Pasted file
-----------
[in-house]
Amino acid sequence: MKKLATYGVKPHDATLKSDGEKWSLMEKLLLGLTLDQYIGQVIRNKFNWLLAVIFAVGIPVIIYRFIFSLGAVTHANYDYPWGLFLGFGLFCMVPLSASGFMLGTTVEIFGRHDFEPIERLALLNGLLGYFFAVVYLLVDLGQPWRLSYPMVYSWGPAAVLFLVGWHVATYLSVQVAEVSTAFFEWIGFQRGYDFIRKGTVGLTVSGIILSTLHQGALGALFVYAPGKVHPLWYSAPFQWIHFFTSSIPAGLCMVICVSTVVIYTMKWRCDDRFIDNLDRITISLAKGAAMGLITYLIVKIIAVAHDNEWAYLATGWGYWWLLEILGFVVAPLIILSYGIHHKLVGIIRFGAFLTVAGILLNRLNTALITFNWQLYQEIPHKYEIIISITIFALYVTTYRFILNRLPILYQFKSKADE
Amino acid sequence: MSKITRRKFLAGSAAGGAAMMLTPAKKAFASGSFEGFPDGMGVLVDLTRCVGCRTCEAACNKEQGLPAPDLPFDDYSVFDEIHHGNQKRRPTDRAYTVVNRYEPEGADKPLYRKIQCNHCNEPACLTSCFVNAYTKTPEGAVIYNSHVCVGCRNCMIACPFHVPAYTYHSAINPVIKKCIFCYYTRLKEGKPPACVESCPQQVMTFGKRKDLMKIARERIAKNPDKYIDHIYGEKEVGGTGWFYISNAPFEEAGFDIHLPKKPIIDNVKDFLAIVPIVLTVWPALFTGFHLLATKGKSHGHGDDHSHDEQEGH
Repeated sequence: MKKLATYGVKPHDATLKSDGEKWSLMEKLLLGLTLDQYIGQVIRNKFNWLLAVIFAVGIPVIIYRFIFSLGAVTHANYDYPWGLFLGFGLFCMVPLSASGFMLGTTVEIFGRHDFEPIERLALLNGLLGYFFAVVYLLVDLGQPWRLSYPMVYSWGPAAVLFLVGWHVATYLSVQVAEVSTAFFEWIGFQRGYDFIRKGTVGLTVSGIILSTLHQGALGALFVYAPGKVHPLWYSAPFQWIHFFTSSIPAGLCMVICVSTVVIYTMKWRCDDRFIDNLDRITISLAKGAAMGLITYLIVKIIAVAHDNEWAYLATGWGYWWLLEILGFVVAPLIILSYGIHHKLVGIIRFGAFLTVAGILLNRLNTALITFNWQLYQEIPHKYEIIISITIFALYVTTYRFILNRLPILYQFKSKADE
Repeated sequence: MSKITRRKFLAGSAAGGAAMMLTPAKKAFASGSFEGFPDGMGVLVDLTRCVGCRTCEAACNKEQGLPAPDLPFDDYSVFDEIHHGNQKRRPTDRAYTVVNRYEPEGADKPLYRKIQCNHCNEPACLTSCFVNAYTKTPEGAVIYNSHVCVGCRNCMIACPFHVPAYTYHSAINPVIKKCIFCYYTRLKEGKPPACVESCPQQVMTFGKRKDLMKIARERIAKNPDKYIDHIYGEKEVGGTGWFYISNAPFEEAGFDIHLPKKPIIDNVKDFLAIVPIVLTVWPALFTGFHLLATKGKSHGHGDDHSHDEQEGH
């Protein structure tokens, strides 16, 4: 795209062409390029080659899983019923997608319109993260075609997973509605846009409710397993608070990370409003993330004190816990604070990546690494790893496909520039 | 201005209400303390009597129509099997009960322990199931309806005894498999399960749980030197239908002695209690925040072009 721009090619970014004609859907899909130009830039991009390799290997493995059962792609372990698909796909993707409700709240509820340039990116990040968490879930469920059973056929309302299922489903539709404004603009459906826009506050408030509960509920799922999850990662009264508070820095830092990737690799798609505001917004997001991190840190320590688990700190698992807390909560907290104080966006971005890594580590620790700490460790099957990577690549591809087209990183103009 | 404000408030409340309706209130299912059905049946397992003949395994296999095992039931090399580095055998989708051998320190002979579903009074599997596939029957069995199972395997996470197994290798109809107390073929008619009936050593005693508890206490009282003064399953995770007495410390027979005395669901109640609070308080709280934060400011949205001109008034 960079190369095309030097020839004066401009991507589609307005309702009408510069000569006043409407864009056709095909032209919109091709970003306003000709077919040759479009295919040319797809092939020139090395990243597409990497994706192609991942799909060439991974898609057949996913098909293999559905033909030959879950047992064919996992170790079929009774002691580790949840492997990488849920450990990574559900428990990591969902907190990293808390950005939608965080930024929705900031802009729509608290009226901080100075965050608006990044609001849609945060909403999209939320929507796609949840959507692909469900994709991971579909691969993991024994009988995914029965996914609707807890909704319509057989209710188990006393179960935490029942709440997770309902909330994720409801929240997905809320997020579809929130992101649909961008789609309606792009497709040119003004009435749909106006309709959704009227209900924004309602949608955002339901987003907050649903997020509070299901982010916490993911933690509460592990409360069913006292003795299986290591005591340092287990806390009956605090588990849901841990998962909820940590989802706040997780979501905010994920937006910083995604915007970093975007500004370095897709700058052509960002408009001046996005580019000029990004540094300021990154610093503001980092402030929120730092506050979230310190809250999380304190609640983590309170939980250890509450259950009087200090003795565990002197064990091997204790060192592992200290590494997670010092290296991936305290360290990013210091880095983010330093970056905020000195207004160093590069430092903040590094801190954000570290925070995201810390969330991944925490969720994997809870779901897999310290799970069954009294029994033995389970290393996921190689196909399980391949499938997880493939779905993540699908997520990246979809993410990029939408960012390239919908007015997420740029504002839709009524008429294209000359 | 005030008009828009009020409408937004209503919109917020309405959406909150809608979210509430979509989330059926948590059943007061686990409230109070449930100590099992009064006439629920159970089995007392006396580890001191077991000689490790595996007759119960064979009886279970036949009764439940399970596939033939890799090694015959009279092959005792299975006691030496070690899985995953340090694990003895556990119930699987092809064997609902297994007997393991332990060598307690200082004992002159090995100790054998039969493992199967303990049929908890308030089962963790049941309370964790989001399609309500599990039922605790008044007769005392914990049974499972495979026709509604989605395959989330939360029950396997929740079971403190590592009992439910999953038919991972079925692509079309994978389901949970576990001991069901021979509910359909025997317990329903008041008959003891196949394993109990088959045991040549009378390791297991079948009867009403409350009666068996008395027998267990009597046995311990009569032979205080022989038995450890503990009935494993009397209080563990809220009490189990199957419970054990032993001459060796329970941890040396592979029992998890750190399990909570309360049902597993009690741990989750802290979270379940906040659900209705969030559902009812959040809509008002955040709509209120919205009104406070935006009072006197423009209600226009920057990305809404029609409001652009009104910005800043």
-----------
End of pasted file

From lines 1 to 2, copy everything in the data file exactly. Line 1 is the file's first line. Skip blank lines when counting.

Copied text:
[in-house]
Amino acid sequence: MKKLATYGVKPHDATLKSDGEKWSLMEKLLLGLTLDQYIGQVIRNKFNWLLAVIFAVGIPVIIYRFIFSLGAVTHANYDYPWGLFLGFGLFCMVPLSASGFMLGTTVEIFGRHDFEPIERLALLNGLLGYFFAVVYLLVDLGQPWRLSYPMVYSWGPAAVLFLVGWHVATYLSVQVAEVSTAFFEWIGFQRGYDFIRKGTVGLTVSGIILSTLHQGALGALFVYAPGKVHPLWYSAPFQWIHFFTSSIPAGLCMVICVSTVVIYTMKWRCDDRFIDNLDRITISLAKGAAMGLITYLIVKIIAVAHDNEWAYLATGWGYWWLLEILGFVVAPLIILSYGIHHKLVGIIRFGAFLTVAGILLNRLNTALITFNWQLYQEIPHKYEIIISITIFALYVTTYRFILNRLPILYQFKSKADE